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Opt-out organ donation by 2020

Adults in England will be presumed to consent to donate their organs

Mark Gould

Monday, 06 August 2018

A new opt-out system for organ donation will be in place by 2020 in England, if parliament approves "Max's Law".

Under the plans detailed by ministers in a response to a public consultation, adults will be presumed to be organ donors unless they have specifically recorded their decision not to be. The government said it would save up to 700 lives each year.

In the UK in 2017, 411 people died before the right donor was found, and more than 5,000 people are currently on the waiting list in England.

The response document, New approach to organ and tissue donation in England: government response to public consultation, sets out the following proposals:

  • From spring 2020, everybody will be considered willing to donate their organs after they die unless they have recorded a decision not to do so or are in an excluded group.
  • The public will be given time to consider the impact of this change and the government will launch a national media campaign to raise awareness.
  • While the default position will change, there will always be a discussion involving the family, the specialist nurse, and clinicians, if donation is a possibility on someone’s death.
  • Since faith often plays an important part in one’s organ donation decision, we have proposed measures to make sure people feel confident that their faith will be considered, if they sign up to be a donor.
  • People will be able to record their decision on the NHS app from the end of 2018, which will make the register more accessible.
The consultation outcome document details analysis of the 17,000 consultation responses. It outlines the government’s proposals for a new system of organ and tissue donation consent.

An opt-out system has been in place in Wales since 2015. Scotland plans to introduce a similar scheme and Northern Ireland has also expressed an interest.

"Max's Law" is named after 10-year-old Max Johnson, from Cheshire, who was saved by a heart transplant. His search for a suitable heart was followed in a series of front-page stories in the Daily Mirror, as the newspaper campaigned for the change in the law.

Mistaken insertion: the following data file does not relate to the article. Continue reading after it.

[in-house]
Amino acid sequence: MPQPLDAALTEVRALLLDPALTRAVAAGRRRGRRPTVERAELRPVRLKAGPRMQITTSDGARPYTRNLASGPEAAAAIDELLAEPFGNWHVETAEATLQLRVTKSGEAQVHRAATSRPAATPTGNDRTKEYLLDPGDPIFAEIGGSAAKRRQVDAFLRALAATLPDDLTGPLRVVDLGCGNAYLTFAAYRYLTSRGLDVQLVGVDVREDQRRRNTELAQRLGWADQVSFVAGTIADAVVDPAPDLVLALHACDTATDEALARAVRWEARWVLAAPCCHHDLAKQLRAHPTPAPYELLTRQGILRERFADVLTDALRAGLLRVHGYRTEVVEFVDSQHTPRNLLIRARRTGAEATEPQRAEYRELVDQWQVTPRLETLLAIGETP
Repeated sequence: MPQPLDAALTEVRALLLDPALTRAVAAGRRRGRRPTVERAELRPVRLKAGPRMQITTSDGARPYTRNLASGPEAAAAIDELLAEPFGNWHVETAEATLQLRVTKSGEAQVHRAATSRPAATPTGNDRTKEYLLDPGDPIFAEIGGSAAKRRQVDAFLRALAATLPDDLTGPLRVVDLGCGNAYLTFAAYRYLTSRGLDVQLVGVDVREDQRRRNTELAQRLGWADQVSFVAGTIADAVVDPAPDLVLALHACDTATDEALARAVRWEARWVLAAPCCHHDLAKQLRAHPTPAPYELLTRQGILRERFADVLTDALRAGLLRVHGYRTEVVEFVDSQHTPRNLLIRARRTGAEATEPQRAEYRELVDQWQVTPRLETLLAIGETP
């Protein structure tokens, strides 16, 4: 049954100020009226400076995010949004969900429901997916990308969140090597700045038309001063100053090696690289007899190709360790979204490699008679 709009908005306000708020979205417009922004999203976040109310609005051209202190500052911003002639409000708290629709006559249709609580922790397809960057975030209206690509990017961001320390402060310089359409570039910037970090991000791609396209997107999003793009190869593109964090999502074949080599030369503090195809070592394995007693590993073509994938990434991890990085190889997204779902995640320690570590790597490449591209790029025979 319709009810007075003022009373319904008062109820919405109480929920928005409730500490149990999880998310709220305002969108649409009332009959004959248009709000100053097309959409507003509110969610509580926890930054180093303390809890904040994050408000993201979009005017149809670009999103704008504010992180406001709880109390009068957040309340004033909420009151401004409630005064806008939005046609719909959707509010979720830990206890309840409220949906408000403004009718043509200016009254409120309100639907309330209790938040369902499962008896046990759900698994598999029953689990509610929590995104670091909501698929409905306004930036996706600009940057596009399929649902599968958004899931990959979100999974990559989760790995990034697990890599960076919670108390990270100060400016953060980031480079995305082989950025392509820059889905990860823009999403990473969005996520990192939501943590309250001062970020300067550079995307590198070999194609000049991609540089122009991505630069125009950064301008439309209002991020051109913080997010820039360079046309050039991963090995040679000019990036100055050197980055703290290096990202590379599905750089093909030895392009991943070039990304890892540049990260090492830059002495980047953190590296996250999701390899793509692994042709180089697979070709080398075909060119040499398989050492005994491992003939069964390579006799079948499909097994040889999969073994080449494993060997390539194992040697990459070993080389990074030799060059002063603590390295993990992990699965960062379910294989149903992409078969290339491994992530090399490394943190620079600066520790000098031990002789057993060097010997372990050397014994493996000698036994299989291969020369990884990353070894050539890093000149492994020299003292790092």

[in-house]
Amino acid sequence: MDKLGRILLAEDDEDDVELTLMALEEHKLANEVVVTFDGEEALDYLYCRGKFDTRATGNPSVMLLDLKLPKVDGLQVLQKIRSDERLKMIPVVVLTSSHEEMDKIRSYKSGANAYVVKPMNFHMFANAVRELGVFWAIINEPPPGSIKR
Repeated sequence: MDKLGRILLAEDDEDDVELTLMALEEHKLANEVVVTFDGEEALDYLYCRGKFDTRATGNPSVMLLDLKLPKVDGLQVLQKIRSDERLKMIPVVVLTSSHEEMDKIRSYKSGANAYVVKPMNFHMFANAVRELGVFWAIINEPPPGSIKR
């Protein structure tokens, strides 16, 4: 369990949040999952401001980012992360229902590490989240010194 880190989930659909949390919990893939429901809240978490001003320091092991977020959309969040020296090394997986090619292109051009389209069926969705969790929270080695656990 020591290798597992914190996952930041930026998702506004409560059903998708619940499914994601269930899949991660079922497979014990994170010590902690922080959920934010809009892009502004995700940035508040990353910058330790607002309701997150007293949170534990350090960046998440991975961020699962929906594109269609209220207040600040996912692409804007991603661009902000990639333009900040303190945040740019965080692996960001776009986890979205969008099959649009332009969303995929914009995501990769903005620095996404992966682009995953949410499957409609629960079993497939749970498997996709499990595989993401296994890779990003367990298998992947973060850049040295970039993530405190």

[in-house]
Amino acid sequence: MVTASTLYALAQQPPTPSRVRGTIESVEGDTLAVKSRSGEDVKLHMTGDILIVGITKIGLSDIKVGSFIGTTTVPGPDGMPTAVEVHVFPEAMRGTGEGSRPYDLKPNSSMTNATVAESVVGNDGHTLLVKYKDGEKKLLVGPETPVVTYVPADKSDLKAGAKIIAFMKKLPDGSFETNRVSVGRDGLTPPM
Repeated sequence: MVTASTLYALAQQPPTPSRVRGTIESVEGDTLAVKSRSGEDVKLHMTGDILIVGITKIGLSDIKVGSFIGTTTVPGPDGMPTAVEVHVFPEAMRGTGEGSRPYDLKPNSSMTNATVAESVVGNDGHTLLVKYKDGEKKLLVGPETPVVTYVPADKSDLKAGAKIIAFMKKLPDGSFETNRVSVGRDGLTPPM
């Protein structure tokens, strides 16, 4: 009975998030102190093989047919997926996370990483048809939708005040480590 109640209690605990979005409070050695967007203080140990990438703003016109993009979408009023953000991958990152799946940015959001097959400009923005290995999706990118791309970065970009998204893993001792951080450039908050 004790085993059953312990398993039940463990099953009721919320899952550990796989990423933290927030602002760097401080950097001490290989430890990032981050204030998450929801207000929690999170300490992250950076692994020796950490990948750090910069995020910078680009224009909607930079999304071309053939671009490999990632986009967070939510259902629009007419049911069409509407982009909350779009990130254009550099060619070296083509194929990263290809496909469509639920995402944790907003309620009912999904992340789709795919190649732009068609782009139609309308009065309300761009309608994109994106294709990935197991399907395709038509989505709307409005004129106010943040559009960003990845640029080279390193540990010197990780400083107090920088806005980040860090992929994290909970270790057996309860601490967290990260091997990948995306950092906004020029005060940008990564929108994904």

Last year, Theresa May wrote to the 10-year-old, saying she chose the name after she heard his "inspirational story".

The legislation was subsequently introduced last year, and will return to the house of commons in the autumn to be voted on. If passed, it is expected to come into effect in England in spring 2020 - because the timetable for its introduction will allow for a year of "transition" to the new law.

Under the new plans, specialist nurses will be on hand to discuss donation with families after a loved one dies.

Professor Helen Stokes-Lampard, the chair of the Royal College of GPs, welcomed the proposals.

“This is excellent news. Organ and tissue donation has helped transform the lives of thousands of patients and their families at incredibly difficult times in their lives. We welcome that the government is planning to introduce a system of presumed consent that should ensure patients needing a transplant are given the best possible chance of life.

“However, until this new system comes into effect in 2020, the country is likely to remain desperately short of donors and too many lives will continue to be cut short because of a chronic lack of organs – many of which are completely safe and suitable to use. The College recognises that some people are opposed to organ donation for a number of reasons, and that must be respected, but we urge anyone else who is not currently a donor to become one."

Jackie Doyle-Price, secretary of state for mental health and inequalities, said the changes could save up to 700 lives every year, but she said organ donation remained a gift.

"I want to encourage people who wish to give life in the event of their death."

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